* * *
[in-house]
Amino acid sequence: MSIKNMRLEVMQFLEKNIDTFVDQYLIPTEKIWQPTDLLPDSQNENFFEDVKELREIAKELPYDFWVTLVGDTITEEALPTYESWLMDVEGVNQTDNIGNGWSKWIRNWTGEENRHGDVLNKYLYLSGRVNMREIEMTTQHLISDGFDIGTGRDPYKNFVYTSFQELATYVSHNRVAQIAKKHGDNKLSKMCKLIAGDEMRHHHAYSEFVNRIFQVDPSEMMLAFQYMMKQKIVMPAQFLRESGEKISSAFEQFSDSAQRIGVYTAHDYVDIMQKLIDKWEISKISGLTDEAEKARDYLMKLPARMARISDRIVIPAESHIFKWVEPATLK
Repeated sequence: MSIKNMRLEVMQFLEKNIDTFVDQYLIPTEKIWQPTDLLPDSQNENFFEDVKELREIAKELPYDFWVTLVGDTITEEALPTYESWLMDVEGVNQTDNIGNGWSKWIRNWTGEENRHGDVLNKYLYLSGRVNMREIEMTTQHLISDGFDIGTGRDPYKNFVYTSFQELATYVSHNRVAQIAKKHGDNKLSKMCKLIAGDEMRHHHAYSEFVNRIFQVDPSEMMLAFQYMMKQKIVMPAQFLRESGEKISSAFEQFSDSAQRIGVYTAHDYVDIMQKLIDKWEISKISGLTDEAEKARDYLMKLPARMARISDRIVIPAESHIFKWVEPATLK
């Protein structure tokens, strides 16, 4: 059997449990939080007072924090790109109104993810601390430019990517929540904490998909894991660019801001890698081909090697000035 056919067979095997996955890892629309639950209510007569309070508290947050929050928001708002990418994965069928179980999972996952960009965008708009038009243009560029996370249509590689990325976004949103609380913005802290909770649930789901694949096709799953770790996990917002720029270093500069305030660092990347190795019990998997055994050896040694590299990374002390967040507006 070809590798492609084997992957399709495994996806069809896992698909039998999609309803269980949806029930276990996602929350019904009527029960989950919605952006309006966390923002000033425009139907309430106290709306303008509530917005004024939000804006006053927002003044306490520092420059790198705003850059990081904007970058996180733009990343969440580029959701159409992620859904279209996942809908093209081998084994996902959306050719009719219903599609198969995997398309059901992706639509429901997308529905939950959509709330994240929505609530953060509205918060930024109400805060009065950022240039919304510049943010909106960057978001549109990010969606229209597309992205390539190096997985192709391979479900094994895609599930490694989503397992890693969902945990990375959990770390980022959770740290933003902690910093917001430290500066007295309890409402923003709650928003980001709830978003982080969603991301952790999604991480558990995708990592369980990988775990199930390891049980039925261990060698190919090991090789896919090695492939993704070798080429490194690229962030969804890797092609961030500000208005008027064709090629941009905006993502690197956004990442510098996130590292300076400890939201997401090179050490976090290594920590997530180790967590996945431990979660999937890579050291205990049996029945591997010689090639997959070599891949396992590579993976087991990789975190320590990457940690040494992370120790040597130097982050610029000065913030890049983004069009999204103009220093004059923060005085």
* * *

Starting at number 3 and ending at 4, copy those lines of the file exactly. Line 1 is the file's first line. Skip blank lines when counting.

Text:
Repeated sequence: MSIKNMRLEVMQFLEKNIDTFVDQYLIPTEKIWQPTDLLPDSQNENFFEDVKELREIAKELPYDFWVTLVGDTITEEALPTYESWLMDVEGVNQTDNIGNGWSKWIRNWTGEENRHGDVLNKYLYLSGRVNMREIEMTTQHLISDGFDIGTGRDPYKNFVYTSFQELATYVSHNRVAQIAKKHGDNKLSKMCKLIAGDEMRHHHAYSEFVNRIFQVDPSEMMLAFQYMMKQKIVMPAQFLRESGEKISSAFEQFSDSAQRIGVYTAHDYVDIMQKLIDKWEISKISGLTDEAEKARDYLMKLPARMARISDRIVIPAESHIFKWVEPATLK
């Protein structure tokens, strides 16, 4: 059997449990939080007072924090790109109104993810601390430019990517929540904490998909894991660019801001890698081909090697000035 056919067979095997996955890892629309639950209510007569309070508290947050929050928001708002990418994965069928179980999972996952960009965008708009038009243009560029996370249509590689990325976004949103609380913005802290909770649930789901694949096709799953770790996990917002720029270093500069305030660092990347190795019990998997055994050896040694590299990374002390967040507006 070809590798492609084997992957399709495994996806069809896992698909039998999609309803269980949806029930276990996602929350019904009527029960989950919605952006309006966390923002000033425009139907309430106290709306303008509530917005004024939000804006006053927002003044306490520092420059790198705003850059990081904007970058996180733009990343969440580029959701159409992620859904279209996942809908093209081998084994996902959306050719009719219903599609198969995997398309059901992706639509429901997308529905939950959509709330994240929505609530953060509205918060930024109400805060009065950022240039919304510049943010909106960057978001549109990010969606229209597309992205390539190096997985192709391979479900094994895609599930490694989503397992890693969902945990990375959990770390980022959770740290933003902690910093917001430290500066007295309890409402923003709650928003980001709830978003982080969603991301952790999604991480558990995708990592369980990988775990199930390891049980039925261990060698190919090991090789896919090695492939993704070798080429490194690229962030969804890797092609961030500000208005008027064709090629941009905006993502690197956004990442510098996130590292300076400890939201997401090179050490976090290594920590997530180790967590996945431990979660999937890579050291205990049996029945591997010689090639997959070599891949396992590579993976087991990789975190320590990457940690040494992370120790040597130097982050610029000065913030890049983004069009999204103009220093004059923060005085």